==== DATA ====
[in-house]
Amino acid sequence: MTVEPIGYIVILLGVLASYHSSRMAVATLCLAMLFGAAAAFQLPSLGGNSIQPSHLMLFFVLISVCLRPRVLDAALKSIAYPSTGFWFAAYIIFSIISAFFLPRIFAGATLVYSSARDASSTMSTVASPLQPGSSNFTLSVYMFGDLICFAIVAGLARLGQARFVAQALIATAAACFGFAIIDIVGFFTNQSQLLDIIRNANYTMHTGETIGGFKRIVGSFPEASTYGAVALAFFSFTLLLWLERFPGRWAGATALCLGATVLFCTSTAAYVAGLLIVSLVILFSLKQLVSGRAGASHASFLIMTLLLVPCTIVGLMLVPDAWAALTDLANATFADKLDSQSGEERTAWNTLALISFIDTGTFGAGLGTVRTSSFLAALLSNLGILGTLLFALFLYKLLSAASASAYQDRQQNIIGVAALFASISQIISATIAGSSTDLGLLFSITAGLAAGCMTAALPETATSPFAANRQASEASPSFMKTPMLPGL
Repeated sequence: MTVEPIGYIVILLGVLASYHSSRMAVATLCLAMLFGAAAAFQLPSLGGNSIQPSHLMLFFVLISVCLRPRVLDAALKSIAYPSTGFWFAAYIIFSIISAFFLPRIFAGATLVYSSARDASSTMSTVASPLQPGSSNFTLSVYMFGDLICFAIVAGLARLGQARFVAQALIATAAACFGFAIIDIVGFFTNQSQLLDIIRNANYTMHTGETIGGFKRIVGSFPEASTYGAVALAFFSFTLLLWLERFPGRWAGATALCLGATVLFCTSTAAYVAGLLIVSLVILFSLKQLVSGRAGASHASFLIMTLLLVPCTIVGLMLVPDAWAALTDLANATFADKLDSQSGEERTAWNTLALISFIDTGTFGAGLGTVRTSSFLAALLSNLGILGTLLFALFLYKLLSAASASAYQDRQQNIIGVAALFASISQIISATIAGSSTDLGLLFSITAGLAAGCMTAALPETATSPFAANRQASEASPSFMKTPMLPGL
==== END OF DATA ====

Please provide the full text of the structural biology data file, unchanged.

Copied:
[in-house]
Amino acid sequence: MTVEPIGYIVILLGVLASYHSSRMAVATLCLAMLFGAAAAFQLPSLGGNSIQPSHLMLFFVLISVCLRPRVLDAALKSIAYPSTGFWFAAYIIFSIISAFFLPRIFAGATLVYSSARDASSTMSTVASPLQPGSSNFTLSVYMFGDLICFAIVAGLARLGQARFVAQALIATAAACFGFAIIDIVGFFTNQSQLLDIIRNANYTMHTGETIGGFKRIVGSFPEASTYGAVALAFFSFTLLLWLERFPGRWAGATALCLGATVLFCTSTAAYVAGLLIVSLVILFSLKQLVSGRAGASHASFLIMTLLLVPCTIVGLMLVPDAWAALTDLANATFADKLDSQSGEERTAWNTLALISFIDTGTFGAGLGTVRTSSFLAALLSNLGILGTLLFALFLYKLLSAASASAYQDRQQNIIGVAALFASISQIISATIAGSSTDLGLLFSITAGLAAGCMTAALPETATSPFAANRQASEASPSFMKTPMLPGL
Repeated sequence: MTVEPIGYIVILLGVLASYHSSRMAVATLCLAMLFGAAAAFQLPSLGGNSIQPSHLMLFFVLISVCLRPRVLDAALKSIAYPSTGFWFAAYIIFSIISAFFLPRIFAGATLVYSSARDASSTMSTVASPLQPGSSNFTLSVYMFGDLICFAIVAGLARLGQARFVAQALIATAAACFGFAIIDIVGFFTNQSQLLDIIRNANYTMHTGETIGGFKRIVGSFPEASTYGAVALAFFSFTLLLWLERFPGRWAGATALCLGATVLFCTSTAAYVAGLLIVSLVILFSLKQLVSGRAGASHASFLIMTLLLVPCTIVGLMLVPDAWAALTDLANATFADKLDSQSGEERTAWNTLALISFIDTGTFGAGLGTVRTSSFLAALLSNLGILGTLLFALFLYKLLSAASASAYQDRQQNIIGVAALFASISQIISATIAGSSTDLGLLFSITAGLAAGCMTAALPETATSPFAANRQASEASPSFMKTPMLPGL